Navy conducts warship passage in S. China Sea amid Beijing tensions

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A U.S. Navy guided-missile destroyer sailed through a disputed area of South China Sea on Monday, pushing back against territorial claims by China amid rising bilateral tensions, the Seventh Fleet said in a statement.

The destroyer USS Milius sailed near Mischief Reef, part of the Spratly Islands where China has built up several military bases and deployed missiles in recent years.

The warship made the “freedom of navigation operation” (FONOP) within 12 nautical miles of the reef and then continued operations nearby, Seventh Fleet spokesman Lt. Luka Bakic said, in a symbolic demonstration to uphold “the rights, freedoms, and lawful uses of the sea.”

The USS Milius, he added, “demonstrated that Mischief Reef, a low-tide elevation in its natural state, is not entitled to a territorial sea under international law.”

A Chinese military spokesman said the Milius “illegally trespassed” without Chinese government approval. Chinese military aircraft and warships tracked and monitored the Milius, said a spokesman for the PLA southern theater command.

“China has indisputable sovereignty over the South China Sea islands and their adjacent waters,” the spokesman said. “The troops of the PLA southern theater command will always stay on high alert and resolutely safeguard China’s national sovereignty and security, as well as peace and stability in the South China Sea.”

China’s People’s Liberation Army said in a statement the three-day exercises prove Beijing is prepared to do what it takes to back up China’s claims to sovereignty over Taiwan.

“The theater’s troops are ready to fight at all times and can fight at any time to resolutely smash any form of ‘Taiwan independence’ and foreign interference attempts,” the Chinese military statement said Monday.

The Navy claims that a submerged reef at high tide is not recognized as maritime sovereign territory. China’s land-reclamation efforts, installations and structures on Mischief Reef “do not change this characterization under international law,” Lt. Bakic said. Satellite photographs of Mischief Reef have shown what appears to be cruise missile deployments as well as a long runway.

The latest FONOP came just as Chinese military forces ended large-scale wargames north of the sea near Taiwan, exercises that state media said simulated multi-directional Chinese military attacks on the island democracy and reflected Beijing’s anger over last week’s meeting between House Speaker Kevin McCarthy and Taiwan President Tsai Ing-wen in California. Taiwan’s Defense Ministry, which monitored the Chinese exercises, said a total of 232 Chinese military aircraft and 32 military vessels were detected near Taiwan between Saturday and the end of the exercises on Monday.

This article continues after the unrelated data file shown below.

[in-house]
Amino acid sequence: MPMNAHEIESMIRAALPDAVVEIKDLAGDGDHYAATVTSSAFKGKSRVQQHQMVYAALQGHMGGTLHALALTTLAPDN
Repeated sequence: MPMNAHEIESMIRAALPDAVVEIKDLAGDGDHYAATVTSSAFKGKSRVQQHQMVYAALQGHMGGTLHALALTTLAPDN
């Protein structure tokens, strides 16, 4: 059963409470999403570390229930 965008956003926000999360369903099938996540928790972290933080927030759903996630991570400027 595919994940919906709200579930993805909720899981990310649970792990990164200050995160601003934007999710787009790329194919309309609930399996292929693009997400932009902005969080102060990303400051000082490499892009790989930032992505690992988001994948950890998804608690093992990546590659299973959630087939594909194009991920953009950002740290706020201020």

During this period, 134 military aircraft crossed the median line down the 100-mile-wide Taiwan Strait.

China has limited contacts with U.S. military counterparts as tensions have ramped up over Taiwan and other issues. A Pentagon spokesman said China continued to reject talks with senior U.S. defense and military leaders.

“While we will continue to maintain open channels of communication with the PRC, the PRC continues to decline requests for engagement with the secretary of defense and the chairman of the Joint Chiefs of staff,” Pentagon spokesman Chris Meagher told reporters Monday. “Lines between our militaries are particularly important in scenarios like this, and we call on Beijing to engage us in this channel.”

U.S. defense officials have said the planes crossing the media line were violating the fragile status quo between China and Taiwan that has kept the peace between the two rivals since Nationalist forces fled the mainland to Taiwan during a civil war in 1949.

Chinese state media described the exercises as “encirclement combat alert patrols” by PLA forces of the Eastern Theater Command, exercises that “pressured the island from all four directions” using an aircraft carrier, long-range rockets, warships and fighter jets and conventional missiles.

It was the second time the Chinese military conducted aggressive exercises near Taiwan in response to a meeting with a senior House leader. In August 2022, the Chinese conducted the largest military exercises in decades around Taiwan after then-House Speaker Nancy Pelosi visited Taiwan and met with Mrs. Tsai.

The Chinese exercises during the weekend practiced seizing control of sea, air and information domains using joint forces. Video posted on Chinese state media showed a graphic with the locations of medium- and short-range missile firings from China that landed in areas around Taiwan.

Actual rocket and missile launches also were shown in videos of the exercises.

The Chinese Communist Party-affiliated outlet Global Times stated that the aircraft carrier strike group led by the carrier Shandong and its jets “practiced assaults on fleeing hostile vessels and a maritime blockade while other forces conducted blockade and joint strike drills.”

Chinese units also practiced electronic warfare operations, including suppression of radar and anti-missile defenses on Taiwan.

Ben Wolfgang contributed to this story.

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